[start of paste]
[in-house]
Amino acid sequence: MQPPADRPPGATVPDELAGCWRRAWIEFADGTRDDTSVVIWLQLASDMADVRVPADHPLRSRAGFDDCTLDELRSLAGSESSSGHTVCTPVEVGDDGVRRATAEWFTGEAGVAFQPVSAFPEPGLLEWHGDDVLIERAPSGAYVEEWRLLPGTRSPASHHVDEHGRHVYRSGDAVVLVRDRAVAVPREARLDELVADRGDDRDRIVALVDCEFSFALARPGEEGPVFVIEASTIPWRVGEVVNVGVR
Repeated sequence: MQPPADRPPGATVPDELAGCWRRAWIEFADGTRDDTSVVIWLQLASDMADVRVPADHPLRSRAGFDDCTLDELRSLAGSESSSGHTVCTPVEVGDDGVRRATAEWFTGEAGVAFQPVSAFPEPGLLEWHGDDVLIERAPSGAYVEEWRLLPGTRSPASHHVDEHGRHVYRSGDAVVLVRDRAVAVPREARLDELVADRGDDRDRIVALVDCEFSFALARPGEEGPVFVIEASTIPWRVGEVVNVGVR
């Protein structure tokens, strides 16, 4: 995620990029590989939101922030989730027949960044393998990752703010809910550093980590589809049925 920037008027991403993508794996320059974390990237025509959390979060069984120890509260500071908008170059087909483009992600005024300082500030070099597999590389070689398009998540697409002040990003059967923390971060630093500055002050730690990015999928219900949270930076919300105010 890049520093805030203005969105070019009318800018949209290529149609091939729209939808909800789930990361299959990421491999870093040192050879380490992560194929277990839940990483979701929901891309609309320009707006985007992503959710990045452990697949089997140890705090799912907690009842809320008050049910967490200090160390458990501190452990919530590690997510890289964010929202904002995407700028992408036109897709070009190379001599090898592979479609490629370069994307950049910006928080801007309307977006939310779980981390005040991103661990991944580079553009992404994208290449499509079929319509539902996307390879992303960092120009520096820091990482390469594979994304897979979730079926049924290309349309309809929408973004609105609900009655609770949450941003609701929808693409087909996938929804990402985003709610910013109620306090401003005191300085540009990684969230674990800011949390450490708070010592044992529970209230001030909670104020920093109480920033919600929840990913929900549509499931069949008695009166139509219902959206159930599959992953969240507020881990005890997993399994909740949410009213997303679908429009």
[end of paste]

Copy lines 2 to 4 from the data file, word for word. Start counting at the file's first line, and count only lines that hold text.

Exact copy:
Amino acid sequence: MQPPADRPPGATVPDELAGCWRRAWIEFADGTRDDTSVVIWLQLASDMADVRVPADHPLRSRAGFDDCTLDELRSLAGSESSSGHTVCTPVEVGDDGVRRATAEWFTGEAGVAFQPVSAFPEPGLLEWHGDDVLIERAPSGAYVEEWRLLPGTRSPASHHVDEHGRHVYRSGDAVVLVRDRAVAVPREARLDELVADRGDDRDRIVALVDCEFSFALARPGEEGPVFVIEASTIPWRVGEVVNVGVR
Repeated sequence: MQPPADRPPGATVPDELAGCWRRAWIEFADGTRDDTSVVIWLQLASDMADVRVPADHPLRSRAGFDDCTLDELRSLAGSESSSGHTVCTPVEVGDDGVRRATAEWFTGEAGVAFQPVSAFPEPGLLEWHGDDVLIERAPSGAYVEEWRLLPGTRSPASHHVDEHGRHVYRSGDAVVLVRDRAVAVPREARLDELVADRGDDRDRIVALVDCEFSFALARPGEEGPVFVIEASTIPWRVGEVVNVGVR
């Protein structure tokens, strides 16, 4: 995620990029590989939101922030989730027949960044393998990752703010809910550093980590589809049925 920037008027991403993508794996320059974390990237025509959390979060069984120890509260500071908008170059087909483009992600005024300082500030070099597999590389070689398009998540697409002040990003059967923390971060630093500055002050730690990015999928219900949270930076919300105010 890049520093805030203005969105070019009318800018949209290529149609091939729209939808909800789930990361299959990421491999870093040192050879380490992560194929277990839940990483979701929901891309609309320009707006985007992503959710990045452990697949089997140890705090799912907690009842809320008050049910967490200090160390458990501190452990919530590690997510890289964010929202904002995407700028992408036109897709070009190379001599090898592979479609490629370069994307950049910006928080801007309307977006939310779980981390005040991103661990991944580079553009992404994208290449499509079929319509539902996307390879992303960092120009520096820091990482390469594979994304897979979730079926049924290309349309309809929408973004609105609900009655609770949450941003609701929808693409087909996938929804990402985003709610910013109620306090401003005191300085540009990684969230674990800011949390450490708070010592044992529970209230001030909670104020920093109480920033919600929840990913929900549509499931069949008695009166139509219902959206159930599959992953969240507020881990005890997993399994909740949410009213997303679908429009």